By Makiko Yamazaki
TOKYO (Reuters) - Nintendo Co will make a big push into mobile gaming on Thursday with the launch of the popular Super Mario Bros franchise on the iPhone, a risky bet because users will need to pay upfront, at a time when the gaming market is getting crowded.
A lot is riding for the Japanese company on Super Mario Run, which is being released in 151 countries and regions on Thursday U.S. Pacific Time for Apple Inc's iPhone.
And, unlike smash-hit Pokemon GO, Super Mario Run is the first game for mobile developed by Nintendo, under a partnership with mobile gaming firm DeNA Co, which means it will enjoy the lion's share of its success or bear the brunt of failure.
While investors are hoping Super Mario Run will be a hit for Nintendo, its decision to charge $9.99 for full access to the game may limit revenues and put its fate at the mercy of loyal Nintendo console-game fans.
Unlike Super Mario Run's upfront charge, global blockbuster titles such as Candy Crush Saga and Angry Birds typically only charge in-game items and powerups without specific ceilings.
"It is an interesting decision," Andrew Chanin, CEO of PureFunds, a New York-based provider of thematic exchange-traded funds, said of Nintendo's pricing plan. "Players will know what they're getting themselves into when they download the game."
The Mario game is free to download but the free-to-play section is limited to low-level stages. Players control Mario through a series of obstacle courses while collecting coins along the way. At higher levels, players can compete with other players' scores and create their own "kingdom".
"That makes reviews by the hard core fans of the Super Mario series... important, as they will be behind the general opinion on the game that should take shape fairly soon after its release," Takao Suzuki, a Daiwa Securities analyst, said in a note this week.
App analytics firm SensorTower forecasts worldwide gross revenue of over $71 million for Super Mario Run in its first month, just half of the $143 million that Pokemon GO garnered.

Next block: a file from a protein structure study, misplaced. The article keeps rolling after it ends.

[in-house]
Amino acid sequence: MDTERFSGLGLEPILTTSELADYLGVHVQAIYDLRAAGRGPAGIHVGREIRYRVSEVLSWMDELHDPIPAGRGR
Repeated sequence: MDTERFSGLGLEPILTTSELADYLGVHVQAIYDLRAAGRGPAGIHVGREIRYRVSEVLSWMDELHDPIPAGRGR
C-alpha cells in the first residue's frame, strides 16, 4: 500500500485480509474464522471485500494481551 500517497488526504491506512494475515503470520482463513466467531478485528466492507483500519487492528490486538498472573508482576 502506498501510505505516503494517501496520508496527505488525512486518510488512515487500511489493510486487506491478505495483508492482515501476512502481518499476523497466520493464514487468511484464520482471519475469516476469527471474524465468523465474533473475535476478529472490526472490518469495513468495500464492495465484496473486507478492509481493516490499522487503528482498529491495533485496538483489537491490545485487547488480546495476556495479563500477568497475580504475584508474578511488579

Nintendo has said the game will also be launched on Android but has not said when. It declined to comment for this article.
Pokemon GO, which has been downloaded over 600 million times since July, is based on Nintendo's famous monster characters and was developed jointly by Google spinoff Niantic Co and Nintendo affiliate Pokemon Company.
NO FAT PROFITS
Super Mario Run's launch also comes when lower barriers to market entry have resulted in hundreds of thousands of games being available on mobile app stores, making it harder for game developers to enjoy fat profits.
And in some key markets such as Japan, there already are signs of saturation. Even though games research firm Newzoo predicts the mobile gaming segment worldwide will grow to $52.5 billion in 2019 from $36.9 billion in 2016, many analysts forecast flat market growth for Japan.
"Some mobile games developers have emerged as clear winners and it's increasingly difficult for others to squeeze into the top ranks," said Tomoaki Kawasaki, an analyst at Iwai Cosmo Securities.
But he noted that Nintendo's high profile characters could be exceptions due to their strong public appeal. "Nintendo's full-fledged entry into mobile gaming is a huge threat to existing players."
Proving the power of popular characters, Sony Corp, which like Nintendo has been a late adopter of mobile gaming, has scored major success in Japan by transferring its popular animation content to mobile, pushing one title - Fate/Grand Order - above Pokemon GO in app revenue rankings.
The electronics company's gaming unit also said last week that it would release as many as six mobile games in the next business year.
Kenji Ono, a 45-year-old gaming journalist in Tokyo, said he wants to buy and try out Super Mario Run, but was skeptical about how successful it will be. "I think it will be a success, but not to the extent that Pokemon GO was," Ono said.
(Reporting by Makiko Yamazaki; Additional reporting by Daiki Iga; Editing by Muralikumar Anantharaman)